Uses of GBIF in scientific research

Peer-reviewed research citing GBIF as a data source, with at least one author from Panama.
For all researches, please visit our "Peer-reviewed publications" page.

List of publications

  • Müller L, Albach D, Zotz G (2016)

    “Are 3°C too much?” - Thermal niche breadth in Bromeliaceae and global warming

    Journal of Ecology.

    1. By the end of this century temperature is predicted to increase by about 6°C at higher latitudes and about 3°C in the tropics. Although values predicted for tropical latitudes are lower, rising temperatures in the tropics are likely to have more severe consequences for tropical species that are generally assumed to have narrower climatic niches due to a higher degree of climatic stability and higher niche specialization. 2. Even though temperature affects all ontogenetic stages, the regeneration niche of a species is fundamental for overall niche breadth and hence represents a potential major bottleneck for its distribution. 3. We conducted germination experiments along a range of temperatures with 41 epiphytic bromeliad species to determine thermal germination traits (thermal niche breadth, lower and upper thermal limit, thermal optimum). Based on these traits we asked whether the thermal germination niche breadth of these species is wide enough to cope with the predicted increase in temperature. Furthermore, we conducted phylogenetic comparative analyses to detect possible niche conservatism of these traits in Bromeliaceae. 4. For 93% of all tested bromeliad species the predicted mean annual temperature range does not exceed the thermal niche breadth. Moreover, for 85% of all tested species the current mean annual temperature across the distribution range is well below our estimates of their thermal optima. Furthermore, we found evidence for phylogenetic niche conservatism in most assessed traits. 5. Synthesis. Our report represents an important first step to understand and predict present and future responses of epiphytic bromeliads to global warming. At least with regard to seed germination, epiphytic bromeliads should not be negatively affected by the predicted temperature rise of 3°C. To the contrary, future temperatures are closer to the thermal optima of most species, potentially leading to an increase in performance. However, since niche conservatism in Bromeliaceae may limit their adaptability to novel climatic conditions, a negative effect of increasing temperatures cannot be completely rejected when considering ontogenetic niche shifts.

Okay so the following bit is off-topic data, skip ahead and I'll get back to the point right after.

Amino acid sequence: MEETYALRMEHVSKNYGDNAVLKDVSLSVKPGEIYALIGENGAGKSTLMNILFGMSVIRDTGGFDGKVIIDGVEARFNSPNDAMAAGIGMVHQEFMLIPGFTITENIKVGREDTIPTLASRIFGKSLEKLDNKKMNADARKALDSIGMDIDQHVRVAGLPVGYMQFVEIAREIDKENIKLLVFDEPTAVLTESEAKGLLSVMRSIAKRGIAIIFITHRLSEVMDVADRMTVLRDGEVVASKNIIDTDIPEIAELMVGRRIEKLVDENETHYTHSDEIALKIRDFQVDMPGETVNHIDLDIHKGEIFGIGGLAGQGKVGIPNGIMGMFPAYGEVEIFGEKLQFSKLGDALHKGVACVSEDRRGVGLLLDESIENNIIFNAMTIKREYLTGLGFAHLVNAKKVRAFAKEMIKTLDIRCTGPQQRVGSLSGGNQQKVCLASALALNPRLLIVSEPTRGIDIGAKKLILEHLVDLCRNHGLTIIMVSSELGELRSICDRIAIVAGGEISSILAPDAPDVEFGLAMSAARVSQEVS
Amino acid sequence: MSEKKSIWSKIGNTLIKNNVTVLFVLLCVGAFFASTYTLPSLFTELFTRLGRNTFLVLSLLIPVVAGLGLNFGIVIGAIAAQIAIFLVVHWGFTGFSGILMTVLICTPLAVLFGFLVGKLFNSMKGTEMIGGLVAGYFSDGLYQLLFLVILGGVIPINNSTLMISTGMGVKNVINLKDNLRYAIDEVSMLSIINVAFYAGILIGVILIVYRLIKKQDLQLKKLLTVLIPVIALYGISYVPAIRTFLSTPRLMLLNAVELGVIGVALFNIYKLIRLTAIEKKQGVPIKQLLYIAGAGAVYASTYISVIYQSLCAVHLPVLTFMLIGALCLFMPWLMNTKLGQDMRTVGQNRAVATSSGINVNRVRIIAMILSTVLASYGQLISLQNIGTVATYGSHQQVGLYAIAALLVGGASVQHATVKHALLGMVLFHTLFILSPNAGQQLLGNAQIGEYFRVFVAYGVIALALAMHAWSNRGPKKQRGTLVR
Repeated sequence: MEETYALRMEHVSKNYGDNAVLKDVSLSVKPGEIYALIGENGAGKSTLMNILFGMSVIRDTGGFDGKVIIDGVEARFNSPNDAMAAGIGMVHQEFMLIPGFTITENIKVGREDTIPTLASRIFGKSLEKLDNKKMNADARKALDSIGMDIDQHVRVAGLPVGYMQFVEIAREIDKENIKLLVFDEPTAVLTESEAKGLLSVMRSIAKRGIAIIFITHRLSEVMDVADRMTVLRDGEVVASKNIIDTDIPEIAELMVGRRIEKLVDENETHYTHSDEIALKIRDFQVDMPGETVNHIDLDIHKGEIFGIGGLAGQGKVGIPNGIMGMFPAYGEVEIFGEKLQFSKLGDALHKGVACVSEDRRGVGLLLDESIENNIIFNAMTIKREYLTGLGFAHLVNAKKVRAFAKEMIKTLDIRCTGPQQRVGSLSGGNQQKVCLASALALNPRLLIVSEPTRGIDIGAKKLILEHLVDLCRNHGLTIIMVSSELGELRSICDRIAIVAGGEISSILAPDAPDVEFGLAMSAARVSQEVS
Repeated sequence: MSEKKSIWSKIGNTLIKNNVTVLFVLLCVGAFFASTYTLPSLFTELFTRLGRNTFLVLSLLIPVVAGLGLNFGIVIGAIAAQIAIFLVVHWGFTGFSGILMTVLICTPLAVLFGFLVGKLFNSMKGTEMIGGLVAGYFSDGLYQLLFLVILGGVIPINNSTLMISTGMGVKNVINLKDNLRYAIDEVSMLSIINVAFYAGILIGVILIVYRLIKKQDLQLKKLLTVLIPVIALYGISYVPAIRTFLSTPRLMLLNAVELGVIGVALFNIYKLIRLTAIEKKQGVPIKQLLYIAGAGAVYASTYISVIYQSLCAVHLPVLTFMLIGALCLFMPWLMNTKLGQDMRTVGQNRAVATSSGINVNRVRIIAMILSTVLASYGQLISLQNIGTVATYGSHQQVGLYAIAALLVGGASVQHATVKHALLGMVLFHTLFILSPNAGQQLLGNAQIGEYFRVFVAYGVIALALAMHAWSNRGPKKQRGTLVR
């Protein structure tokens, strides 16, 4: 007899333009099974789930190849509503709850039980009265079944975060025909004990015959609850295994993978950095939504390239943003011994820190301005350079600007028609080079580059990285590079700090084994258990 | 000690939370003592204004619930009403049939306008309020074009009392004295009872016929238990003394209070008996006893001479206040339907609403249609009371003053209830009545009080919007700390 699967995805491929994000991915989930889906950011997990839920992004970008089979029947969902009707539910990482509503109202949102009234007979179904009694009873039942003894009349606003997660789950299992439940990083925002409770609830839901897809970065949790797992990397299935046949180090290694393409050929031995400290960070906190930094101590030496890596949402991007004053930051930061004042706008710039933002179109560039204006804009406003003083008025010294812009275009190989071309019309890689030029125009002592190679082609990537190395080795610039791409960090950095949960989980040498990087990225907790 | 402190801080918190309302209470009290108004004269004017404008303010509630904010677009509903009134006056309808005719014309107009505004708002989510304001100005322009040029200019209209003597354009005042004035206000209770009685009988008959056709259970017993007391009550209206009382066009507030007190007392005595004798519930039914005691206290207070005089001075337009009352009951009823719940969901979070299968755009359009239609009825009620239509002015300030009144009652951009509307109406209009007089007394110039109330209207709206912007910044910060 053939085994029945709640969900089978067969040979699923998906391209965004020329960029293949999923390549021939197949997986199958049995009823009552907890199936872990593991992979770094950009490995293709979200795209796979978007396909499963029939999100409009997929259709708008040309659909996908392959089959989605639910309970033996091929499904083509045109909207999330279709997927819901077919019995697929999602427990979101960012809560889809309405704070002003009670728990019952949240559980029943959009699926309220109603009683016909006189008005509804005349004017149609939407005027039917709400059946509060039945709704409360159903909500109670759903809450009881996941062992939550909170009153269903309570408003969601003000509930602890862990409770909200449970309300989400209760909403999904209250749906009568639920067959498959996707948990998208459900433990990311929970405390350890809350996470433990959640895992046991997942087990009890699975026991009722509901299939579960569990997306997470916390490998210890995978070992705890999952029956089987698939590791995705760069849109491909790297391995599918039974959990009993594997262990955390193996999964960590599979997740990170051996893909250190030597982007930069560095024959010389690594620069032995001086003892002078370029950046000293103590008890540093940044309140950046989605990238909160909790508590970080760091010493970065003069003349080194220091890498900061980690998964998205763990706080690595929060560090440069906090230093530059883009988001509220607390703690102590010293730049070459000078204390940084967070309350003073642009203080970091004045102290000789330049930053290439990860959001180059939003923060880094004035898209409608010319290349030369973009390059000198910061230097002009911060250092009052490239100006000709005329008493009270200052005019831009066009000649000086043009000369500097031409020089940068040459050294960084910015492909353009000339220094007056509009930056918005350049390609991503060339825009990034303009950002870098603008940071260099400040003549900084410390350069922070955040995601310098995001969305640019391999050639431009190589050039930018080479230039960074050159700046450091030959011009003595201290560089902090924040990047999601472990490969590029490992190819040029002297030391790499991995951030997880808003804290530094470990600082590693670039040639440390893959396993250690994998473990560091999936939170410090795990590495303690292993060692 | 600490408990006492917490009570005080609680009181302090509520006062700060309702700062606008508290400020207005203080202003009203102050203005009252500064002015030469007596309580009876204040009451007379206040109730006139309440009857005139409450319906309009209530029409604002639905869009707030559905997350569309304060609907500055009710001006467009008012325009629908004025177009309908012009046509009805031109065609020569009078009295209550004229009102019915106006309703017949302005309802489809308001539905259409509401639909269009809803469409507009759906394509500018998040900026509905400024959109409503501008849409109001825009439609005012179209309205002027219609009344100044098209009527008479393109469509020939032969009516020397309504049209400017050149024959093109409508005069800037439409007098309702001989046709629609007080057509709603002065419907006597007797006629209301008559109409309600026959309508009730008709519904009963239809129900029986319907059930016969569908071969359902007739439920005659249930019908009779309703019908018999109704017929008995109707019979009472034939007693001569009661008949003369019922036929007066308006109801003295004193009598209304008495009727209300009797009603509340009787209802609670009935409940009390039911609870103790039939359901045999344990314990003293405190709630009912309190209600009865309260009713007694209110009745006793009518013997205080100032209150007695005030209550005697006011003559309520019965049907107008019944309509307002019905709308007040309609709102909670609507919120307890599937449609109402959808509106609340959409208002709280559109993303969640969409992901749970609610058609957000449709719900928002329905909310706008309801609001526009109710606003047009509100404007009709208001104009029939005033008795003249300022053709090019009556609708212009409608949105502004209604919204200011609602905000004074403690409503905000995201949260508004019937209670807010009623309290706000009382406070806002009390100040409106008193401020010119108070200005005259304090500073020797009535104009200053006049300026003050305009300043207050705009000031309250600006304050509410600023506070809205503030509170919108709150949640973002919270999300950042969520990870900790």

Keywords: Epiphytes, Plant–climate interactions, climate Change, elevational gradient, niche conservatism, phylogenetic signal, regeneration niche, seed germination

  • Pierce S, Negreiros D, Cerabolini B, Kattge J, Díaz S, Kleyer M et al. (2016)

    A global method for calculating plant CSR ecological strategies applied across biomes world-wide

    Functional Ecology.

    Competitor, stress-tolerator, ruderal (CSR) theory is a prominent plant functional strategy scheme previously applied to local floras. Globally, the wide geographic and phylogenetic coverage of available values of leaf area (LA), leaf dry matter content (LDMC) and specific leaf area (SLA) (representing, respectively, interspecific variation in plant size and conservative vs. acquisitive resource economics) promises the general application of CSR strategies across biomes, including the tropical forests hosting a large proportion of Earth's diversity. We used trait variation for 3068 tracheophytes (representing 198 families, six continents and 14 biomes) to create a globally calibrated CSR strategy calculator tool and investigate strategy–environment relationships across biomes world-wide. Due to disparity in trait availability globally, co-inertia analysis was used to check correspondence between a ‘wide geographic coverage, few traits’ data set and a ‘restricted coverage, many traits’ subset of 371 species for which 14 whole-plant, flowering, seed and leaf traits (including leaf nitrogen content) were available. CSR strategy/environment relationships within biomes were investigated using fourth-corner and RLQ analyses to determine strategy/climate specializations. Strong, significant concordance (RV = 0·597; P < 0·0001) was evident between the 14 trait multivariate space and when only LA, LDMC and SLA were used. Biomes such as tropical moist broadleaf forests exhibited strategy convergence (i.e. clustered around a CS/CSR median; C:S:R = 43:42:15%), with CS-selection associated with warm, stable situations (lesser temperature seasonality), with greater annual precipitation and potential evapotranspiration. Other biomes were characterized by strategy divergence: for example, deserts varied between xeromorphic perennials such as Larrea divaricata, classified as S-selected (C:S:R = 1:99:0%) and broadly R-selected annual herbs (e.g. Claytonia perfoliata; R/CR-selected; C:S:R = 21:0:79%). Strategy convergence was evident for several growth habits (e.g. trees) but not others (forbs). The CSR strategies of vascular plants can now be compared quantitatively within and between biomes at the global scale. Through known linkages between underlying leaf traits and growth rates, herbivory and decomposition rates, this method and the strategy–environment relationships it elucidates will help to predict which kinds of species may assemble in response to changes in biogeochemical cycles, climate and land use.